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    Quote Originally Posted by Aussie Willy View Post
    If people didn't volunteer you wouldn't have a sport.
    i dont know if any other sport has volunteers that are as needed to the sport as the athletes themselves, but when the board changed the rules, did they take into consideration the staffing needed to accomplish the requirements?

  16. #16

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    Quote Originally Posted by zilam98 View Post
    i dont know if any other sport has volunteers that are as needed to the sport as the athletes themselves, but when the board changed the rules, did they take into consideration the staffing needed to accomplish the requirements?
    You don't know much about how skating operates do you?

    Forget the judges, forget the technical panel. To put on an event such as regular club competition, you need the following (based on what happens where I am):

    Competition Convenor - who puts together the announcement, collects entries, organises volunteers for the event, prepares judging papers, etc etc etc.
    Pre-event data entry - puts the entries in the computer
    Computer person on the day who sets up the equipment and packs it up at the end
    Announcer
    Music steward
    People who greets skaters as they arrive and registers them, collects music
    Gate marshall - gets skaters on and off the ice
    Other volunteers who may operate the fundraising table or sells raffle tickets

    And then after that you have your judges and officials, which includes judges, tech panel, data entry operator, accountant

    Actually if you don't have the competition convenor, you don't have an event as someone has to put it together in the first place.
    When you are up to your arse in alligators it is difficult to remember you were only meant to be draining the swamp.

  17. #17
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    Quote Originally Posted by Aussie Willy View Post
    You don't know much about how skating operates do you?

    Forget the judges, forget the technical panel. To put on an event such as regular club competition, you need the following (based on what happens where I am):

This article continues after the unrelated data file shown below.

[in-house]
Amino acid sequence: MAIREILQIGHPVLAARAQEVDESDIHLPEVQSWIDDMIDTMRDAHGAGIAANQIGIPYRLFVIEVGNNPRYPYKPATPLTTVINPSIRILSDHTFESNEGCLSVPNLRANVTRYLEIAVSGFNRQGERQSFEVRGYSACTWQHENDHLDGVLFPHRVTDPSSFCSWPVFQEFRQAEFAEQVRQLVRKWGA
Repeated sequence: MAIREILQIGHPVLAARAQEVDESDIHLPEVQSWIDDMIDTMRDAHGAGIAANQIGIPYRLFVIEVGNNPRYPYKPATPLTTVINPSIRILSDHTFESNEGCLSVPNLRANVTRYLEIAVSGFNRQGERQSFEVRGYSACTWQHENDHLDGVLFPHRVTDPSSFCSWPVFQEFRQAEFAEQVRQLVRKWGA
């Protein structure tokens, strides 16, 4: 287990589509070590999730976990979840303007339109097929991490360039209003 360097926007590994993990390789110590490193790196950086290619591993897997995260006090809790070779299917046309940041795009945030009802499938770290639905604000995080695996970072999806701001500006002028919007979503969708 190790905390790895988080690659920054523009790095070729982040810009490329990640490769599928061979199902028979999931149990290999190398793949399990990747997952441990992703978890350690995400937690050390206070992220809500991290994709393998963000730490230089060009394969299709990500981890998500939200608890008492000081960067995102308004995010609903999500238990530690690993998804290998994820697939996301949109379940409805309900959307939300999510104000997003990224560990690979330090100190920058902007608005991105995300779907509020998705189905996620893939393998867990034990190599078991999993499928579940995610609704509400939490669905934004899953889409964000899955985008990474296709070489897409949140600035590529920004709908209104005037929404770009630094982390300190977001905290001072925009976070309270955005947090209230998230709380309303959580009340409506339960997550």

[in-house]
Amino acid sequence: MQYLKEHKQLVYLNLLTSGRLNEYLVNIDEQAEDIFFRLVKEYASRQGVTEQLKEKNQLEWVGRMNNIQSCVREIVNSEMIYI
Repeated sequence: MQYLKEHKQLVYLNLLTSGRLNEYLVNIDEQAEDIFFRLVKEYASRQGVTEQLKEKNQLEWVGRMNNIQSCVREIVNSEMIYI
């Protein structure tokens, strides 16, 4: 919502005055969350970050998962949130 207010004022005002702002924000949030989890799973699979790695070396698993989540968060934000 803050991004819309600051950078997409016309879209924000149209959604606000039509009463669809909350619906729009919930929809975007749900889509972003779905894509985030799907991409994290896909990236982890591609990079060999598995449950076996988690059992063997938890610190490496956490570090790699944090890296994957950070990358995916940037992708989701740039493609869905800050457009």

Competition Convenor - who puts together the announcement, collects entries, organises volunteers for the event, prepares judging papers, etc etc etc.
    Pre-event data entry - puts the entries in the computer
    Computer person on the day who sets up the equipment and packs it up at the end
    Announcer
    Music steward
    People who greets skaters as they arrive and registers them, collects music
    Gate marshall - gets skaters on and off the ice
    Other volunteers who may operate the fundraising table or sells raffle tickets

    And then after that you have your judges and officials, which includes judges, tech panel, data entry operator, accountant

    Actually if you don't have the competition convenor, you don't have an event as someone has to put it together in the first place.

    no i dont, but did you even bother to mention other sports? that's what i asked about for comparison. seems to me that for a sport that has very little commercial support and appeal, it requires a lot of tasks that they can't afford to pay people for.

  18. #18

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    Quote Originally Posted by zilam98 View Post
    no i dont, but did you even bother to mention other sports? that's what i asked about for comparison. seems to me that for a sport that has very little commercial support and appeal, it requires a lot of tasks that they can't afford to pay people for.
    I am not sure what you are wanting to compare. I would daresay that pretty much all sports, except those at the elite level, have paid professionals and gets loads of sponsorships, are volunteer run organisations. And most of them a non-profit organisations so the aim is not to make money so people can be paid. It is to run the sport and do things for those who participate.
    When you are up to your arse in alligators it is difficult to remember you were only meant to be draining the swamp.